Why import our uPVC windows from America?

The short answer is that American windows offer desirable features that are almost impossible to find in New Zealand, at attractive prices.

American consumers have demanded high-performance windows with additional benefits at lower prices, and American producers have had to respond to remain successful. This has resulted in a large market that caters to thermally efficient uPVC windows and glazing with integrated insect screens as a standard.  In addition, American liability has driven a market that produces predominantly sliding and hung windows from reputable manufacturers that have extensive proven performance histories.  American pricing also takes advantage of both an economy of scale and level of competition that isn’t available in NZ.

What is different from NZ windows?

First, the majority of American windows are uPVC but they more frequently call them ‘vinyl’ windows. Vinyl, as a chemical material, is a very energy efficient material (transfers 1000x less heat than aluminium) and very resistant to chemicals and weather. This results in a very durable and rugged window that is efficient at separating the weather extremes outside from the comfort inside.  uPVC windows have a long history and started in the 1950’s in Germany, and surpassed the production of Aluminium windows in America in the last quarter of the last century.  For more information on the advantages of uPVC, visit our page on Why uPVC?

American customers also experience a wide variety of weather extremes that have driven window performance, from deserts to extreme cold, and extreme winds from hurricanes or tornadoes.  The durability of uPVC allows some standard window dimensions to be tested at pressures that are double the NZ Extreme Wind Zone!  The demand for protection from these extreme climates has driven the supply of energy efficient glazing that cuts out the roughest of unwanted temperatures and solar radiation (double glazing with argon fill and low-E glass is standard). Pella’s uPVC formulations also exceed NZ requirements for protection against UV radiation.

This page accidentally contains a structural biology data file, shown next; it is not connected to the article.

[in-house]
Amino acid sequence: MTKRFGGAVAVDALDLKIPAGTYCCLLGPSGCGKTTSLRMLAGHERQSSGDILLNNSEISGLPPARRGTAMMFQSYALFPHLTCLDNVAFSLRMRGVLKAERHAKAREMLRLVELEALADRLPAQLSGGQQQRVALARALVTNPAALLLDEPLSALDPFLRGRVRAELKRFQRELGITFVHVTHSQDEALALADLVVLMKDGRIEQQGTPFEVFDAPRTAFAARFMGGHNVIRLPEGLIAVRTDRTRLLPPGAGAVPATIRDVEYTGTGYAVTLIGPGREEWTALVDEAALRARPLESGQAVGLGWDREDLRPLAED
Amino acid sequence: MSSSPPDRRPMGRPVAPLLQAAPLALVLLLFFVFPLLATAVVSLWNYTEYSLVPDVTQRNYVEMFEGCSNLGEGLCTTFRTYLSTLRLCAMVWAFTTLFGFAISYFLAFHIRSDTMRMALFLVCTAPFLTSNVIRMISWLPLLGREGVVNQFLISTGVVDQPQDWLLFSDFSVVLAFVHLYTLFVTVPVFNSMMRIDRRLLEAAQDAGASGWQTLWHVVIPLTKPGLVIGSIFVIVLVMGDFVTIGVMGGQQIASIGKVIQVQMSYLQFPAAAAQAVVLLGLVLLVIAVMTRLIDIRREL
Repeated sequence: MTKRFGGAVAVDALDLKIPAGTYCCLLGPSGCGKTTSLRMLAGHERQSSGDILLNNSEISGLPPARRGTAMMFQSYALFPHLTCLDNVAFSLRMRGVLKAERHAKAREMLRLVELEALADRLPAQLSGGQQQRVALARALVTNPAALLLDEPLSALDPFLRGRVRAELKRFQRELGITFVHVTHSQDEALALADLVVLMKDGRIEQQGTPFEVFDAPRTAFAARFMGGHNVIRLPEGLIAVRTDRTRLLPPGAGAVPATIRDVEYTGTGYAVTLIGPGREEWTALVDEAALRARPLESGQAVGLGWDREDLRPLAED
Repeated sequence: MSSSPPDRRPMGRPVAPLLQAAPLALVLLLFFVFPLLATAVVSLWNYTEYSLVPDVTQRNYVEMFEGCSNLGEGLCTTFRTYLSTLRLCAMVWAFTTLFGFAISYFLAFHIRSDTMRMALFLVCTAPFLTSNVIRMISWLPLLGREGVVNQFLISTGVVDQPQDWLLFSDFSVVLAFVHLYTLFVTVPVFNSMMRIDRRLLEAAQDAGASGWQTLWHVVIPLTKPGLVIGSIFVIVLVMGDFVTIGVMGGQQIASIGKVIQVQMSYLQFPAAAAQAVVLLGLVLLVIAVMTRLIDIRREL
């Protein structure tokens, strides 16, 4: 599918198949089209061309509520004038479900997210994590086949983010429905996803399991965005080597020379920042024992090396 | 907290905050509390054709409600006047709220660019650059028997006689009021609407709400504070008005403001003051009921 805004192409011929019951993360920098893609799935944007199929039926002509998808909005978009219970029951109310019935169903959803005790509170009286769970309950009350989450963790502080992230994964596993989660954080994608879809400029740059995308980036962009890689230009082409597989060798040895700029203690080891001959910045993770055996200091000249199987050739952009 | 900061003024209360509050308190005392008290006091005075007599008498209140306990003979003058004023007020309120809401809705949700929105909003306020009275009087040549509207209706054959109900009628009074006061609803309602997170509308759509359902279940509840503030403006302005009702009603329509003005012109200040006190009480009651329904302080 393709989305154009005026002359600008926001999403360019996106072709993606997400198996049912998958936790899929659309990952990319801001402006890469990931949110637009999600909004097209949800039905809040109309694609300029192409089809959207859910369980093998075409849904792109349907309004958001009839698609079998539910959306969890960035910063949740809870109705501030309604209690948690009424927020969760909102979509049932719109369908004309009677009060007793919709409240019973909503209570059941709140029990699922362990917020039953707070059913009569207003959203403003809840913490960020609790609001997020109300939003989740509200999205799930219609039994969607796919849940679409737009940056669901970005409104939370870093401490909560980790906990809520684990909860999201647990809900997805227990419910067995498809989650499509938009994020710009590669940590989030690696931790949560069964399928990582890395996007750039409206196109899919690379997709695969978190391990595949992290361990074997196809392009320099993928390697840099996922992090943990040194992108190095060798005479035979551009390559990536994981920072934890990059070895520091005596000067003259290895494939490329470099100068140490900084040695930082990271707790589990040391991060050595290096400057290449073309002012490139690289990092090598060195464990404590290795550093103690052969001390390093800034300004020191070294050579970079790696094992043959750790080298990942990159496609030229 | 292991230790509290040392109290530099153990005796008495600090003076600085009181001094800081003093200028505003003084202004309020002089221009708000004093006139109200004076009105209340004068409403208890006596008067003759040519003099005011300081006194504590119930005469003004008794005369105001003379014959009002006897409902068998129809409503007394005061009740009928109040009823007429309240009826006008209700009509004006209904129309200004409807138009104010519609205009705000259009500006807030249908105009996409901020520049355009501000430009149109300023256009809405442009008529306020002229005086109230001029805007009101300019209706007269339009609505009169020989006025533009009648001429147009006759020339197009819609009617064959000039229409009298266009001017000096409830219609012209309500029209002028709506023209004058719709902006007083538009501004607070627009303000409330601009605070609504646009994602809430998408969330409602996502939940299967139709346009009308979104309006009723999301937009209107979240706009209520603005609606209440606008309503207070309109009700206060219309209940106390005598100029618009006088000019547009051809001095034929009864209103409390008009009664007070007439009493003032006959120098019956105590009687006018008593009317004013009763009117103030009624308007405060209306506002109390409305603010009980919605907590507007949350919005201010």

In addition, American windows offer sliding and hung windows as standard because of the liability associated with outward opening awning and casement windows.  The American scale of economy makes sliding and hung windows less expensive than awning and casement varieties.  This liability is becoming recognized in NZ though.  In fact, the hazard is so significant that the NZ Building Code (Clause D1 paragraph 1.5.4) now requires a physical safety precaution like a handrail, guard-rails, or other barrier to protect people outside from open windows adjacent to access routes.

One final reason for importing is that every window opening comes with integrated insect screens to keep out insects and pests, but allow in the refreshing breezes.  These aren’t magnetic after-market add-ons that have to be adjusted to open or close a window, these are removable screens designed and integrated into the window frame.

None of our insect screens have to be removed, adjusted, or unhooked to open or adjust your window opening.